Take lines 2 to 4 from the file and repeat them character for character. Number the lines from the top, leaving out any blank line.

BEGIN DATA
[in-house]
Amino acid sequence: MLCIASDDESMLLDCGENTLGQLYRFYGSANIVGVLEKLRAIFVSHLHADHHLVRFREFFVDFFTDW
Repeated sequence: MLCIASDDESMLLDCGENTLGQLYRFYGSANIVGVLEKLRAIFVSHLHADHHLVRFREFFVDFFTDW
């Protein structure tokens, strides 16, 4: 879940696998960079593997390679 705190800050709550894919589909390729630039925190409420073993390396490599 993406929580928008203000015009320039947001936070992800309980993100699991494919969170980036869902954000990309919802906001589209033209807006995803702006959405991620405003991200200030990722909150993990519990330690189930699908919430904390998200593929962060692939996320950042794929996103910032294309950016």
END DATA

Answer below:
Amino acid sequence: MLCIASDDESMLLDCGENTLGQLYRFYGSANIVGVLEKLRAIFVSHLHADHHLVRFREFFVDFFTDW
Repeated sequence: MLCIASDDESMLLDCGENTLGQLYRFYGSANIVGVLEKLRAIFVSHLHADHHLVRFREFFVDFFTDW
């Protein structure tokens, strides 16, 4: 879940696998960079593997390679 705190800050709550894919589909390729630039925190409420073993390396490599 993406929580928008203000015009320039947001936070992800309980993100699991494919969170980036869902954000990309919802906001589209033209807006995803702006959405991620405003991200200030990722909150993990519990330690189930699908919430904390998200593929962060692939996320950042794929996103910032294309950016």